Before going into my strategy for the rest of this year, I need to acknowledge that my call for a market crash in October was dramatically wrong and reflects my inability to call the market. Instead the market sharply rallied and my hedges cost me a lot of money. For a brief period my performance looked particularly lackluster as the broad indices were positive for the year, while I was still down ~1-2%. Since the October rally, I exchanged my stock specific hedges for an S&P short that I don't have to roll-over each month and pay the option premiums.

While my views of the market are below, my strategy remains largely the same: sit on cash until you find great businesses at good prices. There are a few that I've come across over the past few weeks, but nothing that I've bought in size as I'm still waiting for a broad market capitulation in the coming months or years.

I'm planning on two separate outcomes for the remaining of the year:

1.) Usually this time of year there is a Christmas / Santa Rally. It's bonus season and it helps put Mr. Market in the mood for the season's cheer. That said, with the S&P down ~8% YTD and layoffs announced in the thousands it's hard to see a strong rally. Perhaps it could come from a delusional life-line that the ECB will save Europe.  It wouldn't be the first time the market went up on a hope and a prayer, just look at October this year.

This view is already partially confirmed as I look at my Bloomberg -- U.S. futures indicate a strong market opening on Monday morning "amid speculation the International Monetary Fund will help Italy after the nation's borrowing costs surged." Its funny how the short-term "fixes" that neglect the structural problems can still get the market's animal spirits going. It was only a few weeks ago in October that the market was surging on France's "ultimate solution" and only a few months ago where many said "there's no such thing as a new normal."

If we do get a broad market rally I will likely take it as an opportunity to unload some of my less favored positions like TSRA, SWY, and the remainder of my Japanese basket. The goal would be to free up some cash for better opportunities in the future. Maybe I'll even consider adding to my S&P short. I currently have ~20% gross long exposure, ~7% net.

2.) If the market continues to sell-off I'll probably just sit tight. Human nature being what it is (you can debate on whether its optimistic or predictably stupid), I view this scenario as less likely. Given my low net exposure, I'm happy sitting tight. Maybe I'll even consider some small purchases or locking in some profits on my S&P short depending on how far the market drops. I expect the market will ultimately breach its September / October lows, but we may have to wait until 2012-2013.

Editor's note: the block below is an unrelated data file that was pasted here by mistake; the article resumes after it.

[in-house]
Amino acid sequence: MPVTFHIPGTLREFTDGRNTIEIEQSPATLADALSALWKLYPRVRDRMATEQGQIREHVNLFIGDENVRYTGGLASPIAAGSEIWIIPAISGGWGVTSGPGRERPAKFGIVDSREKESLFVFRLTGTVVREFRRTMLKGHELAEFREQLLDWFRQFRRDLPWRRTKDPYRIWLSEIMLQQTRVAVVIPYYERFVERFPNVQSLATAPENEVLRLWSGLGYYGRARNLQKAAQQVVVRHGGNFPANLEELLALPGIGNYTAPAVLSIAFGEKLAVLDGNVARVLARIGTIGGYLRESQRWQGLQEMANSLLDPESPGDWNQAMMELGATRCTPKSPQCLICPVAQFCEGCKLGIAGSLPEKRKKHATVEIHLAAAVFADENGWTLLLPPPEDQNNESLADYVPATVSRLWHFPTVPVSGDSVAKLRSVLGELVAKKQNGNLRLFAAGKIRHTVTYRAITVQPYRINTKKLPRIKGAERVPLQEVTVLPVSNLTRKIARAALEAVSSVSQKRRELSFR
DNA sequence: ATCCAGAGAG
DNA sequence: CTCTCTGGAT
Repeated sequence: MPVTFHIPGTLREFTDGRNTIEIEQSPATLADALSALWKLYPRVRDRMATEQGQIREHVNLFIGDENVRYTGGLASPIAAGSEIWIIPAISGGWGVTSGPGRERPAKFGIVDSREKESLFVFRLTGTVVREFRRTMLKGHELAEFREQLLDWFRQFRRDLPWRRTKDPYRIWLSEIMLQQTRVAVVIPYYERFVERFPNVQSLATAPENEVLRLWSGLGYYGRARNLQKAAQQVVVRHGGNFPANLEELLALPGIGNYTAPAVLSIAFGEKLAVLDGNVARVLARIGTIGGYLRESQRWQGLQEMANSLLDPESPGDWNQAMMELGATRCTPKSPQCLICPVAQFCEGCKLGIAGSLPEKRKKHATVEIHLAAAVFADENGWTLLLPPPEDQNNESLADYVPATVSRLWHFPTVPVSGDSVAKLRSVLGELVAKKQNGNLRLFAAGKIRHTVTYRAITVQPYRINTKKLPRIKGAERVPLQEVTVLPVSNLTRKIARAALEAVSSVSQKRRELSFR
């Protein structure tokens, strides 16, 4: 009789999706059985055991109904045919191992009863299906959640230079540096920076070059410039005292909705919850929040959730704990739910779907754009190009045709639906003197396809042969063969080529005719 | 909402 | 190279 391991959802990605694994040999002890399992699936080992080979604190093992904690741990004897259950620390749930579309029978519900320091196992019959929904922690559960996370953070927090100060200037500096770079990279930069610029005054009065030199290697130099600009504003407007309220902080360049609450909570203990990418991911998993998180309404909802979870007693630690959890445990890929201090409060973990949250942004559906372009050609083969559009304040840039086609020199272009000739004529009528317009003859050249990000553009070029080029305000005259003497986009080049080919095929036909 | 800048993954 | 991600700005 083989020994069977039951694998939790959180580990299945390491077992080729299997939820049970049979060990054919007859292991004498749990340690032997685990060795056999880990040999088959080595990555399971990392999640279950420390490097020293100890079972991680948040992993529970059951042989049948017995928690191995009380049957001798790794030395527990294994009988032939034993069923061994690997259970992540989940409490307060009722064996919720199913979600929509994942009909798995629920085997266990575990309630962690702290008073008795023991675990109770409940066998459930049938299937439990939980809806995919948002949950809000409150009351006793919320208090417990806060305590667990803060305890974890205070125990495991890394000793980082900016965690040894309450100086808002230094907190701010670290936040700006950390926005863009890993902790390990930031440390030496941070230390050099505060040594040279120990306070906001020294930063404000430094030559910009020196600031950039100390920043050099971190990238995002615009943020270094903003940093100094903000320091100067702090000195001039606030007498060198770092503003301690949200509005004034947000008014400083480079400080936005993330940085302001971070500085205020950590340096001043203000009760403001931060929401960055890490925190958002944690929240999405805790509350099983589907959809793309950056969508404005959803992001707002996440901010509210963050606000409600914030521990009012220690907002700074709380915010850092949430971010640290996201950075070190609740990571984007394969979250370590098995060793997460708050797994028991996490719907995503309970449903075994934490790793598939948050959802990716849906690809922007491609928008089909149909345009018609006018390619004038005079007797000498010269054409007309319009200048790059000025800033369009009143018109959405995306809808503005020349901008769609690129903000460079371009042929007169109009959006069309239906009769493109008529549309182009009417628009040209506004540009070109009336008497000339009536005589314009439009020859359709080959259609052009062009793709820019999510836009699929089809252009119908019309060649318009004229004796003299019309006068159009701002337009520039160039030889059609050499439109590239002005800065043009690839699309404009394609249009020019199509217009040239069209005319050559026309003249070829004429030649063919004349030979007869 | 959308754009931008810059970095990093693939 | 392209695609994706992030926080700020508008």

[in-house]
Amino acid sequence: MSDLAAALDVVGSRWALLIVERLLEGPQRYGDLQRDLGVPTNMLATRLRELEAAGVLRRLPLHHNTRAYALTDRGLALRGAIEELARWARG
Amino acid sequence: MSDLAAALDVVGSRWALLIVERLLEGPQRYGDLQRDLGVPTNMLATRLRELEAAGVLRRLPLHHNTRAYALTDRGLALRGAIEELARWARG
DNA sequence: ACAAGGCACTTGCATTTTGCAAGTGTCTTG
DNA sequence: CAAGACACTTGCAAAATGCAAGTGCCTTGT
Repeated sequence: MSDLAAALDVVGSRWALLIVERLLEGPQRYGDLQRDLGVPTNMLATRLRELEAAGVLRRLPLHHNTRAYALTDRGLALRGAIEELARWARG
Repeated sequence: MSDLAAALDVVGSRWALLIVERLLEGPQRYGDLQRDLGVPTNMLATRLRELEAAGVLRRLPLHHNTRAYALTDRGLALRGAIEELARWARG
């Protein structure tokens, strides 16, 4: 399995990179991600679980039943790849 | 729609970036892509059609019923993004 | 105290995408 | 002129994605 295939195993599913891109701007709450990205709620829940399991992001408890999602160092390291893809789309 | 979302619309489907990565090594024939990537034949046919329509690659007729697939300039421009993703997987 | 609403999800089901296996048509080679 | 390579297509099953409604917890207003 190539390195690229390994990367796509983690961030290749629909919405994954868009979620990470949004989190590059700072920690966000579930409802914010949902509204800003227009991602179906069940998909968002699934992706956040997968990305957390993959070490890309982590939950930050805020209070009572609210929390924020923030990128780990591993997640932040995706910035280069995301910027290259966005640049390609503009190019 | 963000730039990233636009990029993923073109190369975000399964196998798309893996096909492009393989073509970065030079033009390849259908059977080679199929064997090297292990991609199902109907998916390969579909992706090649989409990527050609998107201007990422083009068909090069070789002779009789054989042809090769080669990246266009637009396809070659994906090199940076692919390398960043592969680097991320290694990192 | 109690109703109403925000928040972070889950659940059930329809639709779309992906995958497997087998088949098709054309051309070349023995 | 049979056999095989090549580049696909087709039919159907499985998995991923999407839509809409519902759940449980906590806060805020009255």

Overall I still view the economic landscape as a mine field where any day in the future you can wake up to discover the market is down 5%+ on a major "surprise" headline: "Greece Defaults", "Italian Debt at 10%", "Israel Strikes Iran Nuclear Facilities - Oil Price Shock", "Japanese / French / U.S. Debt Downgraded","Major European Bank Run", etc.

These are perilous times and I think the right play is from the story of "Farmer Womack."  Sitting on mostly cash and waiting for the moment when everyone else is depressed and has little hope of the future. Then you buy.

Wednesday, October 19, 2011

Best Summary of the Recession Risk I've read

Recession Summary from Kelpie Capital

What a fantastic summary.

The only thing missing is the list of over-leveraged banks in Europe that Hussman included in his most recent weekly write-up.  Found here.

Tuesday, October 18, 2011

Another Day in the Grind

I currently have a ~8% short against the S&P and another 6% of the portfolio is in puts that offset long-positions (CA / SWY / WFC). My net exposure is 4%.

Holding my shorts / hedges are brutal. They've been wearing on me and I've been sleeping less. My wife says I'm not stressed, just tense. And of course, she's right.

I've been trying (poorly) to trade the S&P short, but I think I may be falling into the pot committed stage where I just push my S&P short and hold it. How much higher does the market go on speculation of an all encompassing European solution?

Just look at how this crisis has evolved. Greece was the focus. Now the focus is on saving the banks because, whoops, it's very likely that Greece will default. So then the European regulators run some bank tests and say all banks are fine with Dexia at the top of the list for clean health. Then, whoops, a few weeks later, Belgium and France race to save Dexia. 

The world I look at (not my personal world, but the world at large) is filled with unhappy people, high unemployment, a government looking to tighten its belt (U.S.), and an entire continent with a financial bomb waiting to implode (Europe). This is depressing, so I short and I'd like to gain from when the market eventually implode.

I'm only down 1.7% YTD, but gosh, waiting for the next great time to swing for the fences is a grind.